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Mureybet Tell neolithic site, 12,200 years old

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posted on Apr, 10 2012 @ 10:28 AM
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reply to post by Hanslune
 


Thanks for another Neolithic presentation Hanslune. It is very much appreciated. Not really anything useful to add at this stage though to be honest - will get back to you upon further reading!


When i am Supreme Leader...........(ahem) this sort of thing will be much further up the list of priorities for humanity!




posted on Apr, 10 2012 @ 10:34 AM
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reply to post by Hanslune
 


Hi Hans,
Can you confirm the early date? 10,200 bc
Method used for dating?
Where the work was done?
thanks ljb



posted on Apr, 10 2012 @ 12:17 PM
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Originally posted by longjohnbritches
reply to post by Hanslune
 


Hi Hans,
Can you confirm the early date? 10,200 bc
Method used for dating?
Where the work was done?
thanks ljb


It in this report, the site was excavated by French teams so much of the information is only in French

The report

There is a table on page 5 which - even if you cannot read French - will tell the story

Show radiocarbon dates from the various site of that area, Mureybet shows 10350 +-150 years

Well dang the dates are in BP not BC but are for the plant remains found, other sources show 10,200 BC but I'm thinking they are repeating the same error. Will check - did so edited wiki page which was wrong too
edit on 10/4/12 by Hanslune because: (no reason given)



posted on Apr, 10 2012 @ 01:10 PM
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Originally posted by Hanslune

Originally posted by longjohnbritches
reply to post by Hanslune
 


Hi Hans,
Can you confirm the early date? 10,200 bc
Method used for dating?
Where the work was done?
thanks ljb


It in this report, the site was excavated by French teams so much of the information is only in French

The report

There is a table on page 5 which - even if you cannot read French - will tell the story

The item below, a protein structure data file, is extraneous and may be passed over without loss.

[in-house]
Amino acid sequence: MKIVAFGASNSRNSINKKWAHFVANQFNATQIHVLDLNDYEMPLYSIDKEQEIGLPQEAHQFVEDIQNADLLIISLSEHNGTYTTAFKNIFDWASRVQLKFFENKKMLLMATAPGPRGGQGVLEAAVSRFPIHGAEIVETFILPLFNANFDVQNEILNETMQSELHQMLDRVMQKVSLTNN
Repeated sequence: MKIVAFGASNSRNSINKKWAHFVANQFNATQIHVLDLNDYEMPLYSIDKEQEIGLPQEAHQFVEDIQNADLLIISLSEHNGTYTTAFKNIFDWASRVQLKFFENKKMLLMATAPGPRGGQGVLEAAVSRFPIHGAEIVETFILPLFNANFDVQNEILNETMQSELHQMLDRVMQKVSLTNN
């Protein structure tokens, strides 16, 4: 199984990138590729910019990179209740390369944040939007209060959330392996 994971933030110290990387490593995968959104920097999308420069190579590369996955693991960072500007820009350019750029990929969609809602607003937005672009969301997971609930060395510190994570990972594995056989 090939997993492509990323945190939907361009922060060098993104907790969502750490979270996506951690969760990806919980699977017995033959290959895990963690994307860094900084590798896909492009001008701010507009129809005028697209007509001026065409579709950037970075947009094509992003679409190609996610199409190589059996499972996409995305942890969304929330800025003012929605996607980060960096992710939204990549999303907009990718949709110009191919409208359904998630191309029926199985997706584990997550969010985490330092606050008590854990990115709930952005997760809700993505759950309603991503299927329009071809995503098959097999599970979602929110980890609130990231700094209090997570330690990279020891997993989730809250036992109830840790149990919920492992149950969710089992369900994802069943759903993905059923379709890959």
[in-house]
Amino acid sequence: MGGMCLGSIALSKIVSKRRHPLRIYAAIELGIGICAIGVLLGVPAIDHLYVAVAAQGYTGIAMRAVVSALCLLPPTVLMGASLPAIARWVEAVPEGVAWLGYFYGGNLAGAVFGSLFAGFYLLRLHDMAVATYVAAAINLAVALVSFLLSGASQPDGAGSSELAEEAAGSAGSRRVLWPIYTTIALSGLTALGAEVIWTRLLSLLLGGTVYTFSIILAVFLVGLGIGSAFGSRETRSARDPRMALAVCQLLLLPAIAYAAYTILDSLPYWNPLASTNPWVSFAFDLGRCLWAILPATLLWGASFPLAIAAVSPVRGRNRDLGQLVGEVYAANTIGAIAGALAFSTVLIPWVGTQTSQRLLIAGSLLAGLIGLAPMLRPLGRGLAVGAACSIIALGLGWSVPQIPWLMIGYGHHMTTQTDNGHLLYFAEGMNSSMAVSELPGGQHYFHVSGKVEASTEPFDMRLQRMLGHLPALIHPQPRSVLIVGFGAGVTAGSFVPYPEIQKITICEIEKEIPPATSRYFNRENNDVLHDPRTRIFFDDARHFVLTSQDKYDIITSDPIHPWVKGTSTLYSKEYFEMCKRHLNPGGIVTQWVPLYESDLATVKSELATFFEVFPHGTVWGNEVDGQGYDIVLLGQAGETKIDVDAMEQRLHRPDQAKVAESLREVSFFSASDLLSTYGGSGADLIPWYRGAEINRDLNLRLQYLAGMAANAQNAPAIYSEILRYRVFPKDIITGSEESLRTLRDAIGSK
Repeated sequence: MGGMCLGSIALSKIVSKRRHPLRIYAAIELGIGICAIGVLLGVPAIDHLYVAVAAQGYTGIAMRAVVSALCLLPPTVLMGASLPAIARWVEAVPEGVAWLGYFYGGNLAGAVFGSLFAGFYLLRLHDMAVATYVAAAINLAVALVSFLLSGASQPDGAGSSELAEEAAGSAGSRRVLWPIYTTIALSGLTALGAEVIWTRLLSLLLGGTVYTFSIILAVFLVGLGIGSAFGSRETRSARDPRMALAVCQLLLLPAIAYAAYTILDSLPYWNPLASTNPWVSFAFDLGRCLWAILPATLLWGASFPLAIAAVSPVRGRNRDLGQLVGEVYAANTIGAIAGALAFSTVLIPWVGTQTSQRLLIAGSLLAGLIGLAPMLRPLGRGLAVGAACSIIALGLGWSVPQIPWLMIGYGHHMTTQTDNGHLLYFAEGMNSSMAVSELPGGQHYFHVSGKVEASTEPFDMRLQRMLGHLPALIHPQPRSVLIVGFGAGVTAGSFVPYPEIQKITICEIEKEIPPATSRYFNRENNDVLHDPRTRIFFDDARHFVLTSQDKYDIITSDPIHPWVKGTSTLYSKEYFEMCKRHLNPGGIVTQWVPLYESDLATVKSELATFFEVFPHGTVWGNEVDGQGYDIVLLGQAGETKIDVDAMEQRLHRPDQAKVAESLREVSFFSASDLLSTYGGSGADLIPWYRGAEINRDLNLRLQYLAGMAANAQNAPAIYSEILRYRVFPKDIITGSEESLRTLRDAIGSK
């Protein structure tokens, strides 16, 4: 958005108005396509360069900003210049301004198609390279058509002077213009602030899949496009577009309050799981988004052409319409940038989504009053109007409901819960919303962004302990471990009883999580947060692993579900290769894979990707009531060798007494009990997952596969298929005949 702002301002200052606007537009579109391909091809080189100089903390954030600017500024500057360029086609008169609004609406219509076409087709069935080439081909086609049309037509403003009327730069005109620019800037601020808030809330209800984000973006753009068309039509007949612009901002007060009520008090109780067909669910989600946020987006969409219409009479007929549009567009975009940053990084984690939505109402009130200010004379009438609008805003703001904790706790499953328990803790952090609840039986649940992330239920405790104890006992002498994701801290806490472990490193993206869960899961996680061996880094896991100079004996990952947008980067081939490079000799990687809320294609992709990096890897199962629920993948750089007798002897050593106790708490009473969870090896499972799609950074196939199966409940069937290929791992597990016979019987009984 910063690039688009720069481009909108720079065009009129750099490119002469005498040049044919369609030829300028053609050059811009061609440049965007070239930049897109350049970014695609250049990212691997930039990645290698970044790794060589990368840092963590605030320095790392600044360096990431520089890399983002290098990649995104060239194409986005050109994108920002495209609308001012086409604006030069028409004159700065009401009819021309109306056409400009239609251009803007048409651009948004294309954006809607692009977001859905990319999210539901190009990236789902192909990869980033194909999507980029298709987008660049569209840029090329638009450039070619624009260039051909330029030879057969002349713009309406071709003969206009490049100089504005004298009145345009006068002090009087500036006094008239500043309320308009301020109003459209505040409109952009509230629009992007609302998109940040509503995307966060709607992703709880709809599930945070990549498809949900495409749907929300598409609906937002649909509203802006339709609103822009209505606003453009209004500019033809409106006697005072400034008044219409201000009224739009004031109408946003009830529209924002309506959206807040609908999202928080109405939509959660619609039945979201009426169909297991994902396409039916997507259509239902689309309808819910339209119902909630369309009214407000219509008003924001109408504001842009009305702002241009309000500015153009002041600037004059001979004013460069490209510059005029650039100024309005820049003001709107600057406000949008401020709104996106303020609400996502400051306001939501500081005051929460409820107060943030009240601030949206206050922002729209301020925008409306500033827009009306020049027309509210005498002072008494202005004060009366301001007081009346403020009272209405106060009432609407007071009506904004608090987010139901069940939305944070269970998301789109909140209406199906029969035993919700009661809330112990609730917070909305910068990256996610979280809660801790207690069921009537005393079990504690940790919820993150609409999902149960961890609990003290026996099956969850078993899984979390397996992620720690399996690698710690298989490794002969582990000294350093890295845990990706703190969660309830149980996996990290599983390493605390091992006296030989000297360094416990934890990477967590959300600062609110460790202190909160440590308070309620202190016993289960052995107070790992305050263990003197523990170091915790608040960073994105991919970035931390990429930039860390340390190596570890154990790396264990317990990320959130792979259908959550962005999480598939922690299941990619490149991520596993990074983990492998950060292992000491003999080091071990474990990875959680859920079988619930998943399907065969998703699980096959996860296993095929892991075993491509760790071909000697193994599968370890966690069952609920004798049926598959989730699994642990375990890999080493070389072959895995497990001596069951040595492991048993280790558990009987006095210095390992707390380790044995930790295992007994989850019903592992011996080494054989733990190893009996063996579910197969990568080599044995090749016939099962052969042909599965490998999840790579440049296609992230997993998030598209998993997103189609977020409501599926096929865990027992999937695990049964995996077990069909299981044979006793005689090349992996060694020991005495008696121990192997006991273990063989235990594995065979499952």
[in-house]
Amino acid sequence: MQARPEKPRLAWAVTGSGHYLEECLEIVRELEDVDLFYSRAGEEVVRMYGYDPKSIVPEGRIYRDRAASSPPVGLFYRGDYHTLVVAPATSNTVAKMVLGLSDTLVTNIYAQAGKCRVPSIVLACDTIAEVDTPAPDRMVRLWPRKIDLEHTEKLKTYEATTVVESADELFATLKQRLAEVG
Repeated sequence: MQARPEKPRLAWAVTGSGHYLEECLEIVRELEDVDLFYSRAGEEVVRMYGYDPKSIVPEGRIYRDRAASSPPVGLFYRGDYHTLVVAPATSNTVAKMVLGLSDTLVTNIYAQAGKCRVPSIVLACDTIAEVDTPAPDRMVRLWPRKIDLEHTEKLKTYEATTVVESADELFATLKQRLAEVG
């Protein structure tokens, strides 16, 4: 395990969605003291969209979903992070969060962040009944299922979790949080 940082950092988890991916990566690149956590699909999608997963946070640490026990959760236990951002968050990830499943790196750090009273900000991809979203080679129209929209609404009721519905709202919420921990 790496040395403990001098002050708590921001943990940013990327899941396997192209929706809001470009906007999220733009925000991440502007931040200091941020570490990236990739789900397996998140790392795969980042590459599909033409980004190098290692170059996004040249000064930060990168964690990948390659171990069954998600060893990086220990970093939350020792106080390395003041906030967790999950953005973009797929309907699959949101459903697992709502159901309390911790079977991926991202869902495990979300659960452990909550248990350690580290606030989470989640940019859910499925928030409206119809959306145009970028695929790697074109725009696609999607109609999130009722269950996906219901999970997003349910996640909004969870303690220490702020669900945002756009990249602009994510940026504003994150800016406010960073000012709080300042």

Show radiocarbon dates from the various site of that area, Mureybet shows 10350 +-150 years

Well dang the dates are in BP not BC but are for the plant remains found, other sources show 10,200 BC but I'm thinking they are repeating the same error. Will check - did so edited wiki page which was wrong too
edit on 10/4/12 by Hanslune because: (no reason given)


Hi hans
It wouldn't really matter to me when, what I would call a date for Neo-Agra (transitional period ) that is.
The subject is most fasinating no matter. Some one had to start building something, somewhere. Mammoth hunters built fairly sophisticated dwellings of hide and Mammoth bones. Turf roof, and piped in outside air for fire place draft.
Way, way prior to the dates of this site. Nomads with houses.
What the site does for me that is most interesting is point out the house construction as being rocks with mud chinking.
that is a real fine example of construction evolution.
the best lb



posted on Apr, 11 2012 @ 06:00 PM
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reply to post by longjohnbritches
 


In todays climate it gets cold up there (that part of Syria) I suspect it was cool during the winters also when these gentlemen and ladies were building. The main problem in staying in place is santiation problems, lack of water and food depletion. I would suspect thta these people came here seasonally.



posted on Apr, 11 2012 @ 06:49 PM
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Originally posted by Hanslune
reply to post by longjohnbritches
 


In todays climate it gets cold up there (that part of Syria) I suspect it was cool during the winters also when these gentlemen and ladies were building. The main problem in staying in place is santiation problems, lack of water and food depletion. I would suspect thta these people came here seasonally.


Hi hans
Very possibly,and more likly.
Eapecially if they were big game hunters as well, getting thier feet wet in agriculture.
I usually find that the water moves away from really old sites.
For example the rivers digs ever deeper, the creeks and springs usually follow down hill.(water table)
Just a personal perspective. I think very old sites are more Back Water possibly due to superstition of the unknown of big water. Also the managableity of smaller beaver ponds and creeks. Think, running a trapline.
Any luck on the date? 10,200 pb is honerable by itself, for this nsat look at human evolution.
the best ljb



posted on Apr, 12 2012 @ 08:50 AM
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Originally posted by Hanslune
reply to post by longjohnbritches
 


In todays climate it gets cold up there (that part of Syria) I suspect it was cool during the winters also when these gentlemen and ladies were building. The main problem in staying in place is santiation problems, lack of water and food depletion. I would suspect thta these people came here seasonally.


I thought there was also some evidence that it was wetter in this area during this particular time frame? This may indicate there was actually far more water around at this point, meaning formation of settlements in these areas was more possible - and for longer periods of time than just seasonal migration. I may be wrong on that but i am sure i have a paleo archeology report on that somewhere.......



posted on Apr, 12 2012 @ 01:04 PM
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reply to post by Flavian
 


Sorry I'm working on something else and just go back to this

This pdf gives a very general/simplified view of what probably happened in the FC during the time in question

Climate change in the fertile crescent



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